con­tinue to Camel­roc in South Africa, just out­side Lesotho, near the Cale­don­spoort Post.

On the beau­ti­ful moun­tain pass that leads to Chalets in the Sky, we had a mo­ment of red mist. You see, the grey Cruiser is fit­ted with a trick Dobin­son sus­pen­sion with ex­ter­nal reser­voirs. It is also fit­ted with Cooper Dis­cov­erer STT Pro tyres. There was no weight on the ‘bak’.

So, on the drive up the pass, back to the main road, we gave the grey Cruiser free rein... and did it hop and skip up that pass! Keep­ing the tur­bocharger on the boil en­sures plenty of horses. Even with 4WD en­gaged and the Coop­ers pro­vid­ing plenty of trac­tion, you can get all four wheels spin­ning on the exit out of the cor­ners.

We reached the es­carp­ment quite a bit ahead of the white Cruiser, which was also car­ry­ing all the sup­plies. But watch­ing it head­ing up the pass, it did seem to go unusu­ally slow. The rea­son was soon ap­par­ent: a boost pipe had developed a leak, cour­tesy of some chaf­ing from the power steer­ing pul­ley.

It ap­peared as if the cus­tom­made rub­ber pipe had ex­panded a lot at the high al­ti­tude, and un­der the full load, caus­ing it to come into contact with the pul­ley. Wel­come to the world of re­search and de­vel­op­ment. This was ex­actly why we were in Lesotho. Thicker-skinned pipes are now in the, er, in the pipe­line, for the up­grade, to en­sure there is no more ex­pan­sion (along with a loss of power). And no more contact with the pul­ley.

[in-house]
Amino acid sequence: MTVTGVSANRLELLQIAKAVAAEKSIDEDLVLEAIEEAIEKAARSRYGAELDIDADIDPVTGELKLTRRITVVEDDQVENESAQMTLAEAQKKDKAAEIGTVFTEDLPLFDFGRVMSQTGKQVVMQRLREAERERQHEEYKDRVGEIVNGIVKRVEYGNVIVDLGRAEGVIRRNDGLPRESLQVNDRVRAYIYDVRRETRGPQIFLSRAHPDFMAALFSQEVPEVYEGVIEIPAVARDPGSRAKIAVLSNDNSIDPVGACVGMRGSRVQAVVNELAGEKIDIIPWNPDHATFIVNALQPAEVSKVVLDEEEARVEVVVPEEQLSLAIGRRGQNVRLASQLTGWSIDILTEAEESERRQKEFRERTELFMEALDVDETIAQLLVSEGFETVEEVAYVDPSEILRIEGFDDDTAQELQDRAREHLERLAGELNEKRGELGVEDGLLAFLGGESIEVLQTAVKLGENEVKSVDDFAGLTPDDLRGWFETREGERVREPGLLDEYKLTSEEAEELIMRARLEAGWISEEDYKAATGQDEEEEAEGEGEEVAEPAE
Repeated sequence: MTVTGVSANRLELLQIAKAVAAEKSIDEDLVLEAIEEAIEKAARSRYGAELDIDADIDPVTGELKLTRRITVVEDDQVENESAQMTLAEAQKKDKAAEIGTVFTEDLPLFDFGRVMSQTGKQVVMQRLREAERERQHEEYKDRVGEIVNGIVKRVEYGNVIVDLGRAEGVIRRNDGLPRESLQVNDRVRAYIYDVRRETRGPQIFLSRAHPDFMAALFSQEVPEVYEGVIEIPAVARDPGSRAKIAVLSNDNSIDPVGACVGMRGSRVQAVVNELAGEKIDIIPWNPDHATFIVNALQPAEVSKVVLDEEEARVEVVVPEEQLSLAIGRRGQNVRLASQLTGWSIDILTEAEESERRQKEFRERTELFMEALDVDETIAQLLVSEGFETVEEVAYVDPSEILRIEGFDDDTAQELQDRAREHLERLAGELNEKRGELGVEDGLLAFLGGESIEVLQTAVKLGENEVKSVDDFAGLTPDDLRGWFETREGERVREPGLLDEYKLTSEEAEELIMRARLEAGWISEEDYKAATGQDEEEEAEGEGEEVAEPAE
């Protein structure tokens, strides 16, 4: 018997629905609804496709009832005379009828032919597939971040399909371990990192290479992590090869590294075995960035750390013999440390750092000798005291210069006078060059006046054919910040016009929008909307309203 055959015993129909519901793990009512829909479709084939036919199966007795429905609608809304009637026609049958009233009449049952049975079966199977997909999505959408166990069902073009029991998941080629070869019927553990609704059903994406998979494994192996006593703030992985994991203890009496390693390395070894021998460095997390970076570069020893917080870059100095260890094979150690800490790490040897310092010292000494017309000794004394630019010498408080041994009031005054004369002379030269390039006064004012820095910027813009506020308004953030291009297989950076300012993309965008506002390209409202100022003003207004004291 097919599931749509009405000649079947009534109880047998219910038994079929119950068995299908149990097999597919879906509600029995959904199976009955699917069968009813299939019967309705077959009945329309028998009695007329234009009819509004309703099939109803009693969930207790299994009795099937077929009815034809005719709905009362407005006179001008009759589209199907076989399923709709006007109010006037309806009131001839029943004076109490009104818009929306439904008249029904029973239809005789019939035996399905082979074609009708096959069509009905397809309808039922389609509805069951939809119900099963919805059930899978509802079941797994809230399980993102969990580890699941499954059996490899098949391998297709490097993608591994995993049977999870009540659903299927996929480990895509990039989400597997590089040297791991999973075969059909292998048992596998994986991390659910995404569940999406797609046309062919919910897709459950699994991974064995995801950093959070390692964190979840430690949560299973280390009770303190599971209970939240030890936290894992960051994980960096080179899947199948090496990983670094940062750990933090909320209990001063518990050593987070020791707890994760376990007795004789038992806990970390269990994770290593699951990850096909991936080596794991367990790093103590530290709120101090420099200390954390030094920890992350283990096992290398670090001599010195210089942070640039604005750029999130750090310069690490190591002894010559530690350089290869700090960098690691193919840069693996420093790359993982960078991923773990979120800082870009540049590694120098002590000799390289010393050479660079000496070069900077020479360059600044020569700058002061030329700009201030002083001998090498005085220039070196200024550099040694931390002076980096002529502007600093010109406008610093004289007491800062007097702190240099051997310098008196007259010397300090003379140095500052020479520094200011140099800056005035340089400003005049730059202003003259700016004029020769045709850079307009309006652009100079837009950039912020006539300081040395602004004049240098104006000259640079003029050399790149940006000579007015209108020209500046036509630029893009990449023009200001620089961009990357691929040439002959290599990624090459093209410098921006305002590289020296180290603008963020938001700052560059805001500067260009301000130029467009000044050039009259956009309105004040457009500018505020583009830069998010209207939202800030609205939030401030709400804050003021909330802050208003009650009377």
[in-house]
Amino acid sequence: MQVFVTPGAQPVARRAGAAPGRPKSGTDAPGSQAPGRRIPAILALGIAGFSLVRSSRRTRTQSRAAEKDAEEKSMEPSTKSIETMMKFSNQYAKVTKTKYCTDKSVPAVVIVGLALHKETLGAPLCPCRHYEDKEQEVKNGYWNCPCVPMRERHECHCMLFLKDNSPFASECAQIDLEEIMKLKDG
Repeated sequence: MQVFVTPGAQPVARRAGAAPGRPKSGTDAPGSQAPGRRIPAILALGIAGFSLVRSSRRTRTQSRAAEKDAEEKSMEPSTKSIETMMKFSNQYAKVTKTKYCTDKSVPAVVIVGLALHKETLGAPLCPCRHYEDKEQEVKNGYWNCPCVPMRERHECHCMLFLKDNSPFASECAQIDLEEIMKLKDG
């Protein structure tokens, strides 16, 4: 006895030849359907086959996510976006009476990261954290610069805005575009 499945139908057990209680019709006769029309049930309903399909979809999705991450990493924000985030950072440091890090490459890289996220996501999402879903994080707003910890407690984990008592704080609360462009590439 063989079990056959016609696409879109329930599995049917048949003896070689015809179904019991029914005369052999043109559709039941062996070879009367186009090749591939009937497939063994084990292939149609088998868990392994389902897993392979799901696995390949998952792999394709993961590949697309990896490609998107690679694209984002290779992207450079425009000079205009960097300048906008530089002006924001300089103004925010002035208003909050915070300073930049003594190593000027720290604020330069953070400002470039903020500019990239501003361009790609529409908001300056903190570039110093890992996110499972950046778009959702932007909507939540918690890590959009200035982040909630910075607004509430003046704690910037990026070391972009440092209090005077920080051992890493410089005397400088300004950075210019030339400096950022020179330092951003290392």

More sturdy pipes will also im­prove engine and tur­bocharger re­sponse.

We reached Camel­roc just be­fore dark, af­ter a day spent on the road. The food was ex­cel­lent, and the whisky, too. We had a right royal time.


Camel­roc is a place of many sur­prises. Not only does it of­fer a pic­turesque setting in the Ma­luti Moun­tains com­bined with very com­fort­able lodg­ings, it also boasts a 4×4 trail.

Heavy rains had caused parts of the track to be washed away, turn­ing Grade 3 sec­tions of the track into at least Grade 4s. A stan­dard dou­ble cab would not be happy on these tweespoor tracks.

The Cruis­ers though, were right at home in the rough stuff. In fact, they made it look too easy. No drama, no spin­ning tyres; all very calm and col­lected. On some of the steep climbs the driver could take his feet com­pletely away from the ped­als, and the Cruiser would ‘idle’ up the in­cline, no wor­ries at all.